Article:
Are we now going to see headlines about people being fined for dropping cigarette butts or chewing gum? Somehow, I doubt it.
This week saw many of the measures of the Clean Neighbourhoods and Environment Act come into force.
The intention of the Act is good. Who doesn't want a cleaner neighbourhood? For too long, littering has been a blight across Britain with towns, cities and countryside all affected by the laziness of the public.
Many people will have seen instances where the perennially lazy, or maybe even stupid, drop litter near to bins when the much better option is to place it in the bin. Very little is going to stop these people unless they are hit where it hurts in their pockets.
The danger though is that the new law will not have teeth. Most local authorities warn their residents that they could face fines for dog mess through street signage, but who knows someone who has been prosecuted? Yet, we all know someone, even ourselves, that has stepped in it.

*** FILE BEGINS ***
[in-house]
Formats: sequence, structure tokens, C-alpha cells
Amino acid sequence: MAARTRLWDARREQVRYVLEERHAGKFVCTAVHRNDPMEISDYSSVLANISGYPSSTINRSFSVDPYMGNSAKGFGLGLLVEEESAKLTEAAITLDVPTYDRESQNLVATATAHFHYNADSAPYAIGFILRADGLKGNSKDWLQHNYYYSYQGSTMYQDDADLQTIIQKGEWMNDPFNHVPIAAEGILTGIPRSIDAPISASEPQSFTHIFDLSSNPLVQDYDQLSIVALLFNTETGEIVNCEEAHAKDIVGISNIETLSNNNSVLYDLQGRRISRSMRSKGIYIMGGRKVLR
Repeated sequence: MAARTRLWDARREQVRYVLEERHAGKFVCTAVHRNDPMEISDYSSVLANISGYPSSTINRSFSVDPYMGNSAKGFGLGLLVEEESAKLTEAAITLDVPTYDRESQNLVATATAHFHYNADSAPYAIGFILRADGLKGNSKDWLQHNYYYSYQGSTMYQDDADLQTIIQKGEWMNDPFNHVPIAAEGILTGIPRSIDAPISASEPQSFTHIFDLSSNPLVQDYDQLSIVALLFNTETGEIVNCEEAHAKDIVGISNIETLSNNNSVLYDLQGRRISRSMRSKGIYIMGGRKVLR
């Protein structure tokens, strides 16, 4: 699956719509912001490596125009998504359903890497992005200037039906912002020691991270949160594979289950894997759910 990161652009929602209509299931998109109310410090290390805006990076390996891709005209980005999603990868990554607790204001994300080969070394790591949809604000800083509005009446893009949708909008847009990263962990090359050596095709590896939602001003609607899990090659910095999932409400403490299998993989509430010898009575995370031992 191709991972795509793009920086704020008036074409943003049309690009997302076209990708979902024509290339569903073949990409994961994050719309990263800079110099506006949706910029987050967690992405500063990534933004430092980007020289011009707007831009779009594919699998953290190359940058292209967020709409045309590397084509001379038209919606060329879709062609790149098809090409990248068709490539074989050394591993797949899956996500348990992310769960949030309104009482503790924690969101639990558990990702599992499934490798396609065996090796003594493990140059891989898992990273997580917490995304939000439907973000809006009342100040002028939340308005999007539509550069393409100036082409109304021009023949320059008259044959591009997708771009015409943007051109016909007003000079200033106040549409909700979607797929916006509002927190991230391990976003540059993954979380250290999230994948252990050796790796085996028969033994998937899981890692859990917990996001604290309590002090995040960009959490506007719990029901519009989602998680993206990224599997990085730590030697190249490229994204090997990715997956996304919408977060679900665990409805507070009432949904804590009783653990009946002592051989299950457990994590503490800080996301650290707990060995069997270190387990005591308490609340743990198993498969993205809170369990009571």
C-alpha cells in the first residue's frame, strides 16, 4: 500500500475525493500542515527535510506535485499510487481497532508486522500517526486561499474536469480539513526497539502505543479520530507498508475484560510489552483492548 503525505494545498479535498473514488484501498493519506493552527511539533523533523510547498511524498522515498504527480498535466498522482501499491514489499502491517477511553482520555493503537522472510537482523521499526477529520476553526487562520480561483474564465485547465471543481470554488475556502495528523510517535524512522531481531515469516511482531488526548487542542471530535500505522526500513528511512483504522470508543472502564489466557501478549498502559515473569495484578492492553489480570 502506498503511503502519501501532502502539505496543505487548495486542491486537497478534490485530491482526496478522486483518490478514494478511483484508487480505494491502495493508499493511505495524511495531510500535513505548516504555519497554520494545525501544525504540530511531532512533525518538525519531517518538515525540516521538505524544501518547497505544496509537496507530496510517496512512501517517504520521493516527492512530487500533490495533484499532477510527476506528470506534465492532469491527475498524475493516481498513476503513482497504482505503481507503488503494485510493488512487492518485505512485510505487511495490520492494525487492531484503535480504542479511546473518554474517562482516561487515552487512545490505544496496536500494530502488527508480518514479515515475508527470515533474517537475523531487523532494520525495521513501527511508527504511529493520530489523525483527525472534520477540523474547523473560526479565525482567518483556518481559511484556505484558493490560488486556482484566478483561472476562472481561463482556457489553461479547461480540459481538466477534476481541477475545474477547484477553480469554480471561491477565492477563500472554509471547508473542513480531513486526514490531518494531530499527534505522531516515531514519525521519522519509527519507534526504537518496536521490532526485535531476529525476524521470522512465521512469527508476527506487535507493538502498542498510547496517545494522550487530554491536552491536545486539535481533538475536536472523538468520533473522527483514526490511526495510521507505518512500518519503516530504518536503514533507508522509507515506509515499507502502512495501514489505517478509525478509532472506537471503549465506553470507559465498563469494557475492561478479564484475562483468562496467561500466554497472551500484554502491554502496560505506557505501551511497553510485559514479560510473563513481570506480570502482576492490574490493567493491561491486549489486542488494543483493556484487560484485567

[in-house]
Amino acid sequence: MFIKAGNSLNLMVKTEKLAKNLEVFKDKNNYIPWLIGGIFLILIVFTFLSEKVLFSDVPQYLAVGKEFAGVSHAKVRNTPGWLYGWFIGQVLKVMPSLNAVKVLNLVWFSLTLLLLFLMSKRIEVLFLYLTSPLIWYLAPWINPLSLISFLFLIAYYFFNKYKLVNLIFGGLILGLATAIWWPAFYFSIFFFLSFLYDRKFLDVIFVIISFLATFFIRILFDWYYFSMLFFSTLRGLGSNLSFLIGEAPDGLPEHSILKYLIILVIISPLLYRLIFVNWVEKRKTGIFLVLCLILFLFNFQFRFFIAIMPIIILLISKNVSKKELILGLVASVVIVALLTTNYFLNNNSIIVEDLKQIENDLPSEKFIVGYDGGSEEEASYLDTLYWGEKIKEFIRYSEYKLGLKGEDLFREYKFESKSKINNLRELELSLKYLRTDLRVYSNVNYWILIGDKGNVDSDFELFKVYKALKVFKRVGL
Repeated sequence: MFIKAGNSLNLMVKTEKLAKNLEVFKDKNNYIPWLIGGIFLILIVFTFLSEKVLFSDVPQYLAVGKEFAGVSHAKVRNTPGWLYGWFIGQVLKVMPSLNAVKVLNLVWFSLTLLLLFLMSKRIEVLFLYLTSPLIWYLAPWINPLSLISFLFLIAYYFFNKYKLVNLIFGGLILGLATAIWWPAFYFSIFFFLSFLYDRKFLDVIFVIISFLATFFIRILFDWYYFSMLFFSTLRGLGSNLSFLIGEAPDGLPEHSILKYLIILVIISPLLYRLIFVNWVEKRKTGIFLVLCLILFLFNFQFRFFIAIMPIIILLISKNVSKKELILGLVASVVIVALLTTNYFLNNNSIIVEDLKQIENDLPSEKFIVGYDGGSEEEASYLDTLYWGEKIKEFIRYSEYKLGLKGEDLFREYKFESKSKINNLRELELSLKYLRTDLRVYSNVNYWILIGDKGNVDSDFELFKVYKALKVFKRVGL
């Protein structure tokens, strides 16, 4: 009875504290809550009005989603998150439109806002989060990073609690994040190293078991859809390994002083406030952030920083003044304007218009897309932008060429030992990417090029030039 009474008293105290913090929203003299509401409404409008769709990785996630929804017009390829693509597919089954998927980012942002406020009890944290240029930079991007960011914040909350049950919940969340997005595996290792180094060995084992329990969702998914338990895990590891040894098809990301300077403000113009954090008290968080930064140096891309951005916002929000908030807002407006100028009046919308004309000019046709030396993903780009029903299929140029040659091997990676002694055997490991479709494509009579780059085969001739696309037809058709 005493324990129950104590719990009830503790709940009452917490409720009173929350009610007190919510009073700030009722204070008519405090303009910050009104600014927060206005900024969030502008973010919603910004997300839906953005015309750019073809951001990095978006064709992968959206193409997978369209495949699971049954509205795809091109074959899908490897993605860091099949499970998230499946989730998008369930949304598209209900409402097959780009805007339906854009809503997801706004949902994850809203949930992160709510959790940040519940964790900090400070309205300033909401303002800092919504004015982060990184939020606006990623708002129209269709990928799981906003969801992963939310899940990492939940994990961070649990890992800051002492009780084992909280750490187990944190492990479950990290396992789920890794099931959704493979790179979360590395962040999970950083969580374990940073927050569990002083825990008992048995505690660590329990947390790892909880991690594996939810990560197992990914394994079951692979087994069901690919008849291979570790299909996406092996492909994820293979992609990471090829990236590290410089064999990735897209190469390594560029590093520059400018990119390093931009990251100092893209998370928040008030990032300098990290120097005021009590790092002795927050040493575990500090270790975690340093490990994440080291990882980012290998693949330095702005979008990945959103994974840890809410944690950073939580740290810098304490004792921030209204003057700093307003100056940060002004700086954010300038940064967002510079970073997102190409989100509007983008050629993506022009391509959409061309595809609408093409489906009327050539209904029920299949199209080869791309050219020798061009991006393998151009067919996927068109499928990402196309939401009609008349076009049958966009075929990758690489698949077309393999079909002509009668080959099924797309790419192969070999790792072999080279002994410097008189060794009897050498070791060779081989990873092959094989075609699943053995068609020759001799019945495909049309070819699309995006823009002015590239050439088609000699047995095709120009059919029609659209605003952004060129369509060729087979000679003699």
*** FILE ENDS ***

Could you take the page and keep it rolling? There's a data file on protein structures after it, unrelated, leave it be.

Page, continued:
It is likely to be the same for the new law. Although the Act will make great strides towards combating the problem of fly-tipping with greater law enforcement powers including the right to arrest fly-tippers and fines up to £50,000, it will be very difficult to police the normal members of the public who have turned our pavements into chewing gum artworks as intricate as a Bridget Riley painting.
It can only be hoped though, that through education and, if necessary, fining people for dropping litter, the law is effective.
But the recycling and waste industries also need to think ahead about our litter habits when members of the public are out and about from home.
Many people are embracing the lifestyle change that is recycling and are actively doing something about it in their homes, more often than not aided by excellent and ever improving kerbside collection schemes.
Yet when it comes to going shopping, going for a walk in the park, or any activity that does not involve the home, our recycling options become extremely limited.
Other than taking their waste home to recycle, which many people won't do, the only option is to bin the waste and therefore send it to landfill.
As the summer weather kicks in, cans and plastic bottles will be consumed much more with no recycled afterlife to go to, but a big, deep pit instead.
Both Government and local authorities need to look at how the nation's network of litter bins can be replaced by tidily efficient multi-purpose recycling and general waste bins that are already found in many parts of the world.